The Hebrew phrases are “reb hOrbO tpvm hOrB” which is correctly translated “the spirit of judgment and the spirit of burning.”  The Hebrew word for spirit, “hOr” is used twice in the passage. (It is used as hOrB and as hOrbO respectively.  The reader will notice the O in the front of the second occurrence, this is the conjunctive vav and means and, but ,and also.  The reader will also notice the b which occurs in front of both occurrences.  This is an inseparable preposition and it attaches to the front of the word.  It’s basic meaning with “b” is with.  The reader will also notice the dot in the middle of the first occurrence.  This is called a dagesh lene and occurs with certain letters called beghadkephat {a pneumonic device for Hebrew letters that will receive the dagesh lene namely tpkdkb.}  These letters will receive the dagesh lene and occasionally will change the pronunciation, though not the meaning of words.  In this case, the first would be pronounced as a “b” sound while the second would be pronounced as a “v” sound.)  The basic idea of spirit is “wind in motion.”  That these two spirits are separate and distinct from the Holy Spirit can be evidenced by the missing title “cdooiioqh” pronounced Ha-kodesh” meaning Spirit of the Holy.  It seems to me that these are two spirits that are sent from God to accomplish His purposes.  God lives in a realm that is spiritual and He is Spirit (John 4:24)  God reigns supreme in ths realm and beings such as spiritual ones complete his purposes.  This is what we are looking at in this passage.  We will come back to this momentarily.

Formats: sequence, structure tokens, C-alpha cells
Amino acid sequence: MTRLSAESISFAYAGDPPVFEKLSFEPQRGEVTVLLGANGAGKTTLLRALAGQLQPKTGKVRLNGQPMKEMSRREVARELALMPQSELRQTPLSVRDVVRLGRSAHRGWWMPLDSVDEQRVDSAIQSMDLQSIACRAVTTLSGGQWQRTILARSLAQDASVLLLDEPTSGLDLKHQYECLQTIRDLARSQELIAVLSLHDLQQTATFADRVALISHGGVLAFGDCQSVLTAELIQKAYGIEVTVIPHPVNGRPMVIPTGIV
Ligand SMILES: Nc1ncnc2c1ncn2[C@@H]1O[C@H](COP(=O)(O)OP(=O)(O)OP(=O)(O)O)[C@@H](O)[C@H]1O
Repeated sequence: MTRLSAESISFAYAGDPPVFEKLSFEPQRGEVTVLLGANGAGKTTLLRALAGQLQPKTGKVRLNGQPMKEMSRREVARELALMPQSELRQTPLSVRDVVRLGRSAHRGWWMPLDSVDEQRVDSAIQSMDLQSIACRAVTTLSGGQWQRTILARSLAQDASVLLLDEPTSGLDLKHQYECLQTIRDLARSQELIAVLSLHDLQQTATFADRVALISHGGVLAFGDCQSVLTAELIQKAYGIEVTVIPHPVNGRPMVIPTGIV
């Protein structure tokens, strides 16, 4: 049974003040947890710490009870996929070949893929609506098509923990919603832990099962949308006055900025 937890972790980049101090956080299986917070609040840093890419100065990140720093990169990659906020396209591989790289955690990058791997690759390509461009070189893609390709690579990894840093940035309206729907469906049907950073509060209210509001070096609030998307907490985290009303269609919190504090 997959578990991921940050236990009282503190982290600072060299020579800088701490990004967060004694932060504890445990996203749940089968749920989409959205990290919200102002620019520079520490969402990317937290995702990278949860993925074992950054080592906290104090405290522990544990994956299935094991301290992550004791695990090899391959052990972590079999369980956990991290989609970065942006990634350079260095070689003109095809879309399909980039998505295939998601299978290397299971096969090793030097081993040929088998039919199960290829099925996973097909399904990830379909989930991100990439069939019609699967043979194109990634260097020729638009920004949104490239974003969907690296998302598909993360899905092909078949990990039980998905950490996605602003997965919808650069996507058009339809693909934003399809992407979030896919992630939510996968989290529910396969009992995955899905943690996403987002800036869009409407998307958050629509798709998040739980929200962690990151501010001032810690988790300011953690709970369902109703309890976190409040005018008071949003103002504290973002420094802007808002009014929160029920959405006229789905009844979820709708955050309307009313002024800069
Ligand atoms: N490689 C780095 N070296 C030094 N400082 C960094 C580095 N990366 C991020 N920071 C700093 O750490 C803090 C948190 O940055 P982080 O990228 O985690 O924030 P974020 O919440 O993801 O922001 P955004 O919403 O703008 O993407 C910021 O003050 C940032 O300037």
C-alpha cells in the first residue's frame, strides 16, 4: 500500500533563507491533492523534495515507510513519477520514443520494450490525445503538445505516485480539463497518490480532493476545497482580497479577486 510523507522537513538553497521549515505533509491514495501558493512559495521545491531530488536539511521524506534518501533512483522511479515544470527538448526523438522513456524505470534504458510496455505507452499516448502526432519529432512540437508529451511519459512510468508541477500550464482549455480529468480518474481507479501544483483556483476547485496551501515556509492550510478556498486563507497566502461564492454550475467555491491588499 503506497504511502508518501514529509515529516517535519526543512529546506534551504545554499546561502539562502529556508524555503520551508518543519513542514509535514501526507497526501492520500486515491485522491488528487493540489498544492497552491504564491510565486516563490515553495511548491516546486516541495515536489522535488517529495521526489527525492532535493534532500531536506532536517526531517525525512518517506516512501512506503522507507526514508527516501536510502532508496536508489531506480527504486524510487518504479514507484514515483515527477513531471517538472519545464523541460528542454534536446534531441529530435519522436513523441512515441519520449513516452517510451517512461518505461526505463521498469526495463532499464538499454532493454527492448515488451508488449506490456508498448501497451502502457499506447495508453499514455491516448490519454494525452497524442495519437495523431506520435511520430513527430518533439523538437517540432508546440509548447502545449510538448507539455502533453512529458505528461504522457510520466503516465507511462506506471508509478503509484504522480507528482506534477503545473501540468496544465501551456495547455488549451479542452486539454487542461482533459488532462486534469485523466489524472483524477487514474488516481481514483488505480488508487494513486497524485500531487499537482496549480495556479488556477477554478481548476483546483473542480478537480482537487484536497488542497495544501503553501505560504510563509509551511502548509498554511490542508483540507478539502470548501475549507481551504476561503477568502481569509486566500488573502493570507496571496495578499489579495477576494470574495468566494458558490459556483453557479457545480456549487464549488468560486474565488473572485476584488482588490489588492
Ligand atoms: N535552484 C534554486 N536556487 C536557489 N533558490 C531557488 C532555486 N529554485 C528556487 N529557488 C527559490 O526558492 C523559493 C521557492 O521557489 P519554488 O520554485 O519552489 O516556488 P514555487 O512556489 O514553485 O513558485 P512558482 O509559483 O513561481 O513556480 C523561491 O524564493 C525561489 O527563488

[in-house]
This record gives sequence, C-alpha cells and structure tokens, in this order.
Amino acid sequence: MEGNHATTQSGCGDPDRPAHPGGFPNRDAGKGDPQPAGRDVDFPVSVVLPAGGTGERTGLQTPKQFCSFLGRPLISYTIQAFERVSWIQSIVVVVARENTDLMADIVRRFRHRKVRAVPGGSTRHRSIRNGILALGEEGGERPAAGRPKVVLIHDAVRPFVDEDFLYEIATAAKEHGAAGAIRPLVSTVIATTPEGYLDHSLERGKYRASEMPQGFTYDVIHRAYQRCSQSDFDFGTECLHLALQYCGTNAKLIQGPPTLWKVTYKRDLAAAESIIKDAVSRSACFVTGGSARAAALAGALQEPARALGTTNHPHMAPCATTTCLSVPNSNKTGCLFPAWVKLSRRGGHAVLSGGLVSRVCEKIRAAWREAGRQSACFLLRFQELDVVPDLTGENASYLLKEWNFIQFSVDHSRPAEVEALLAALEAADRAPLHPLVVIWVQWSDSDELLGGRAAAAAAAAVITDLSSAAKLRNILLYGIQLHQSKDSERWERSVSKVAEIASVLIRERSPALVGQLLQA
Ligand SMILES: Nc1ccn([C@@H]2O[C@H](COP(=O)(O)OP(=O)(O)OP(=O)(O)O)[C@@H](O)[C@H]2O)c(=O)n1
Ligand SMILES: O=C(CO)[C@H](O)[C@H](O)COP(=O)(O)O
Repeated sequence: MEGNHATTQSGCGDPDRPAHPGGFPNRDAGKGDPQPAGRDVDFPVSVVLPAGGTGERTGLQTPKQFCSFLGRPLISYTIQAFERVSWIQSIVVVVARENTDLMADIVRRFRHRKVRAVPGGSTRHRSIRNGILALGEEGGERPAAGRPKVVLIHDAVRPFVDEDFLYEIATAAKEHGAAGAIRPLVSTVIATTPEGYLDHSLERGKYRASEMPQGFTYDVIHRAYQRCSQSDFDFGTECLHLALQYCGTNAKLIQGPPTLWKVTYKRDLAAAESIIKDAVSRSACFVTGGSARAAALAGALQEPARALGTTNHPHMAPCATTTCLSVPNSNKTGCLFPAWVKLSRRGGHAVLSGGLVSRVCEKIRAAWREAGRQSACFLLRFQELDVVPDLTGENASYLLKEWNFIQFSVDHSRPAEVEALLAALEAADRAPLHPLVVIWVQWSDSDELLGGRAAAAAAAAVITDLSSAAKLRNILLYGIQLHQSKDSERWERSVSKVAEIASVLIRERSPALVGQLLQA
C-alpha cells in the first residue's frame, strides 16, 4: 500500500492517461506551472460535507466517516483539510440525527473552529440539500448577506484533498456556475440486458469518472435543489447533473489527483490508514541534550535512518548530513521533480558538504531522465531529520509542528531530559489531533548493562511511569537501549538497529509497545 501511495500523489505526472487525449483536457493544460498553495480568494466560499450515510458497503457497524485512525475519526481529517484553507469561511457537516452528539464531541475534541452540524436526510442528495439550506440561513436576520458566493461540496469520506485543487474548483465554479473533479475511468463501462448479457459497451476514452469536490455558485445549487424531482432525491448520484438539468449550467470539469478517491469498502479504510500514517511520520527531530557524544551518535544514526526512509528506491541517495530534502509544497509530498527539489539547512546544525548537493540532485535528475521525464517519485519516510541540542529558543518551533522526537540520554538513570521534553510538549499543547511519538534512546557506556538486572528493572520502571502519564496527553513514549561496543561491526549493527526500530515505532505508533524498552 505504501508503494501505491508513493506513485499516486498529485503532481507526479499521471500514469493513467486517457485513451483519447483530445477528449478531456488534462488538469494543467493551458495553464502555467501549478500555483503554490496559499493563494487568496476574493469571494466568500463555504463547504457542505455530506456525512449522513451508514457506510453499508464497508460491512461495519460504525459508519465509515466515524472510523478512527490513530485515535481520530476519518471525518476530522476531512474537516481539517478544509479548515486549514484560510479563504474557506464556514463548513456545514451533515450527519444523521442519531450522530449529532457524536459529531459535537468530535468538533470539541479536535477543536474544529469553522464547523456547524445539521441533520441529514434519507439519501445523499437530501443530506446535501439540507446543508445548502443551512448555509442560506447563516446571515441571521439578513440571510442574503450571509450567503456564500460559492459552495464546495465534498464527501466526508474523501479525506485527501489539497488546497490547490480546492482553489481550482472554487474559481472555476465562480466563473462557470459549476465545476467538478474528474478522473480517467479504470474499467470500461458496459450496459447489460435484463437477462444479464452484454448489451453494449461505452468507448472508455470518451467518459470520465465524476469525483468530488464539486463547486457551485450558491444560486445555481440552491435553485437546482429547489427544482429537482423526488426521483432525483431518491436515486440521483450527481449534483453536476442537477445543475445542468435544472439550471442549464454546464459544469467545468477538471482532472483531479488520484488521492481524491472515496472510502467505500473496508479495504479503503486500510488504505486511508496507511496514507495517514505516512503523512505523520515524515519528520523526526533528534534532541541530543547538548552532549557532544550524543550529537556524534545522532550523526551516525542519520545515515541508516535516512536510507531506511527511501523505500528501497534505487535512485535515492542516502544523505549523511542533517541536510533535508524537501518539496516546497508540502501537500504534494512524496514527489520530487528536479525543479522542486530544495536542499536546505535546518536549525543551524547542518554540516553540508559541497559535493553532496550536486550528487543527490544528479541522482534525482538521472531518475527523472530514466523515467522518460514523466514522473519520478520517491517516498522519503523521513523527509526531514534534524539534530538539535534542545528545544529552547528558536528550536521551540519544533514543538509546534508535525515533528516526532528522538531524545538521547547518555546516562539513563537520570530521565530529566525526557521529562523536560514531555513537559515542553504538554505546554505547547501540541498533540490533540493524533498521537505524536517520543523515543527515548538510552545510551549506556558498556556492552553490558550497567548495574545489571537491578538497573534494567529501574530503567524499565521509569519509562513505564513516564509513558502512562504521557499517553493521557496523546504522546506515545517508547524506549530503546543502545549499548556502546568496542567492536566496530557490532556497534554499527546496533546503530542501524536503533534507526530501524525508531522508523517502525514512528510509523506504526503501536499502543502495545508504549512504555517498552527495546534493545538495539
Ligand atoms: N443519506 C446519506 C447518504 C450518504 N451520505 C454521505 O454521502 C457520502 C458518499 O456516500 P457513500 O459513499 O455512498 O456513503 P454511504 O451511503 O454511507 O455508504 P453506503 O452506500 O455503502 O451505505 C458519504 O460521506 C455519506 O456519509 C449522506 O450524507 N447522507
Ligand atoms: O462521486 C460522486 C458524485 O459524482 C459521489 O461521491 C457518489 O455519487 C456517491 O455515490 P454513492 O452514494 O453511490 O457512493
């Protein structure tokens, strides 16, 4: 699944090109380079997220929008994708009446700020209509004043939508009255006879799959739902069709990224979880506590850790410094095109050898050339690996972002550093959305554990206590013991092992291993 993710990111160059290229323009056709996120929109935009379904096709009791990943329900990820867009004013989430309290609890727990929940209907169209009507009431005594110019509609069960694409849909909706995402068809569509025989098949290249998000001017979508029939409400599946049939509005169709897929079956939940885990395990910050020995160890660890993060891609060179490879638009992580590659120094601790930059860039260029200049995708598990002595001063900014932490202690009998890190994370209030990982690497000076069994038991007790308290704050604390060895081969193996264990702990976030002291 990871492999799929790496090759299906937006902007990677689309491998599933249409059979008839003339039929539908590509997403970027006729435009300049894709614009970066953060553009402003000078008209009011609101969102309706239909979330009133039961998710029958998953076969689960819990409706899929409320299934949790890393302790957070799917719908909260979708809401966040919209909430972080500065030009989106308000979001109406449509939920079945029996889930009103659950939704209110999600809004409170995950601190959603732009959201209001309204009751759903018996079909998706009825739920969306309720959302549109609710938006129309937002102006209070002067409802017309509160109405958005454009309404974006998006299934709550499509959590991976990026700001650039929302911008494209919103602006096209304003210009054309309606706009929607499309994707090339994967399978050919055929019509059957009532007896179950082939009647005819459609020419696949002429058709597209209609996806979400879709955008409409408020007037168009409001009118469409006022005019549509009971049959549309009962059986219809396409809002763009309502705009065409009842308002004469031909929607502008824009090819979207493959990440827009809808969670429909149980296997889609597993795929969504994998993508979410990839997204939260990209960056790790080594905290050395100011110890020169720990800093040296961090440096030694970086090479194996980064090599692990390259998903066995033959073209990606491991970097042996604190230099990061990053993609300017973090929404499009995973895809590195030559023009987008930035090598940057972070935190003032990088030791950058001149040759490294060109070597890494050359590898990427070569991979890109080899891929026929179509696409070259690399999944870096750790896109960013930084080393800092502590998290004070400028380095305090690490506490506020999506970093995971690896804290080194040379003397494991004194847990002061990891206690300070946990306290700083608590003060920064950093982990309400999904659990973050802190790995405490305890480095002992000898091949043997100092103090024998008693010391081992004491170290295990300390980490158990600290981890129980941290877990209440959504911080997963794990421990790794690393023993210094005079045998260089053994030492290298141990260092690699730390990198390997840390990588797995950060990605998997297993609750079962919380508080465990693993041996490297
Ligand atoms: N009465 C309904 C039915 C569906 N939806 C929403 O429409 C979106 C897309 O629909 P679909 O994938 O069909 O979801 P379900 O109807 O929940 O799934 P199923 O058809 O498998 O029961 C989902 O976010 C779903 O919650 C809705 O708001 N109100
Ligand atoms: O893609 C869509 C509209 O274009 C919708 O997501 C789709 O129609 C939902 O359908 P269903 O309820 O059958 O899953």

The Hebrew word for judgment is the word “tpvm” which is pronounced, “mishphat.”  Judgment doesn’t quite effectively convey the essence of this Hebrew word.  An example of what it means may readily explain what it means.  Solomon, when he prays for wisdom, asks God to give him wisdom so that he can “misphat” the children of Israel.  Mishphat means to establish an order.  The establishment of the correct understanding of order or government.  The essence is the establishment of an order where justice is the normal function of the established system.  This word has also been translated as manner or custom meaning that they system that is established yields a social more or law that all are expected to order their lives according too.  This is what Solomon asked God for and this spirit of Mishphat was granted and it brought about huge revival during the reign of Solomon including the aforementioned cloud and smoke of the presence.  The Greek word that is used in the Septuagint carries a very similar meaning but also carries the idea of separation.  This implies that judgment will separate the people of justice from the people of lawlessness.  To the verse in question, this tells us that order and justice is an actual spiritual force that is released by God to counteract the prevailing spirit of lawlessness that operates where wanton sin abounds.